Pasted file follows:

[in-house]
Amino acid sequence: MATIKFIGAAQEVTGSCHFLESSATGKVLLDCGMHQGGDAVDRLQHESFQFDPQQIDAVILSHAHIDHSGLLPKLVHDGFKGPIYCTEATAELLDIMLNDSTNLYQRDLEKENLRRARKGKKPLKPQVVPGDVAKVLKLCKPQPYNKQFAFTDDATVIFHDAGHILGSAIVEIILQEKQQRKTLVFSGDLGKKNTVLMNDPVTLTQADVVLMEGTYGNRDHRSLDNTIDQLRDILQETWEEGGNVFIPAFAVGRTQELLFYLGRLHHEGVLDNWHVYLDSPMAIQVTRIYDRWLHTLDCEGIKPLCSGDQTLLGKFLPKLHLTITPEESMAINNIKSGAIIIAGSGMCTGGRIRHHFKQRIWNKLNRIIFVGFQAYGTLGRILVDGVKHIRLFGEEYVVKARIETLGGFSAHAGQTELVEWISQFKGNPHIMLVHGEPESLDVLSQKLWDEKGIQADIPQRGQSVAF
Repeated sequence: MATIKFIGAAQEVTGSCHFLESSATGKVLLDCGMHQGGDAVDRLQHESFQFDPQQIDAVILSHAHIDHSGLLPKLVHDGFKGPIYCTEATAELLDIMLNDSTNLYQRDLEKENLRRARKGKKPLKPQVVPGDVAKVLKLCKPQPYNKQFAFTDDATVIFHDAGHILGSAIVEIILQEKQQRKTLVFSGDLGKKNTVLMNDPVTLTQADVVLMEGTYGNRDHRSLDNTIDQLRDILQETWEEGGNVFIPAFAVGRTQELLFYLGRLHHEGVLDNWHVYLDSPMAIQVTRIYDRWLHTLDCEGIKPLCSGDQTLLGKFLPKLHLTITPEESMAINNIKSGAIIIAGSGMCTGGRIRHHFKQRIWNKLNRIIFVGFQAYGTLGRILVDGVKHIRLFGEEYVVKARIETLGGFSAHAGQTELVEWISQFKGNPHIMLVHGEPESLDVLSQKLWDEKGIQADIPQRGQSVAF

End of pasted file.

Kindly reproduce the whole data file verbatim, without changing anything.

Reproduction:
[in-house]
Amino acid sequence: MATIKFIGAAQEVTGSCHFLESSATGKVLLDCGMHQGGDAVDRLQHESFQFDPQQIDAVILSHAHIDHSGLLPKLVHDGFKGPIYCTEATAELLDIMLNDSTNLYQRDLEKENLRRARKGKKPLKPQVVPGDVAKVLKLCKPQPYNKQFAFTDDATVIFHDAGHILGSAIVEIILQEKQQRKTLVFSGDLGKKNTVLMNDPVTLTQADVVLMEGTYGNRDHRSLDNTIDQLRDILQETWEEGGNVFIPAFAVGRTQELLFYLGRLHHEGVLDNWHVYLDSPMAIQVTRIYDRWLHTLDCEGIKPLCSGDQTLLGKFLPKLHLTITPEESMAINNIKSGAIIIAGSGMCTGGRIRHHFKQRIWNKLNRIIFVGFQAYGTLGRILVDGVKHIRLFGEEYVVKARIETLGGFSAHAGQTELVEWISQFKGNPHIMLVHGEPESLDVLSQKLWDEKGIQADIPQRGQSVAF
Repeated sequence: MATIKFIGAAQEVTGSCHFLESSATGKVLLDCGMHQGGDAVDRLQHESFQFDPQQIDAVILSHAHIDHSGLLPKLVHDGFKGPIYCTEATAELLDIMLNDSTNLYQRDLEKENLRRARKGKKPLKPQVVPGDVAKVLKLCKPQPYNKQFAFTDDATVIFHDAGHILGSAIVEIILQEKQQRKTLVFSGDLGKKNTVLMNDPVTLTQADVVLMEGTYGNRDHRSLDNTIDQLRDILQETWEEGGNVFIPAFAVGRTQELLFYLGRLHHEGVLDNWHVYLDSPMAIQVTRIYDRWLHTLDCEGIKPLCSGDQTLLGKFLPKLHLTITPEESMAINNIKSGAIIIAGSGMCTGGRIRHHFKQRIWNKLNRIIFVGFQAYGTLGRILVDGVKHIRLFGEEYVVKARIETLGGFSAHAGQTELVEWISQFKGNPHIMLVHGEPESLDVLSQKLWDEKGIQADIPQRGQSVAF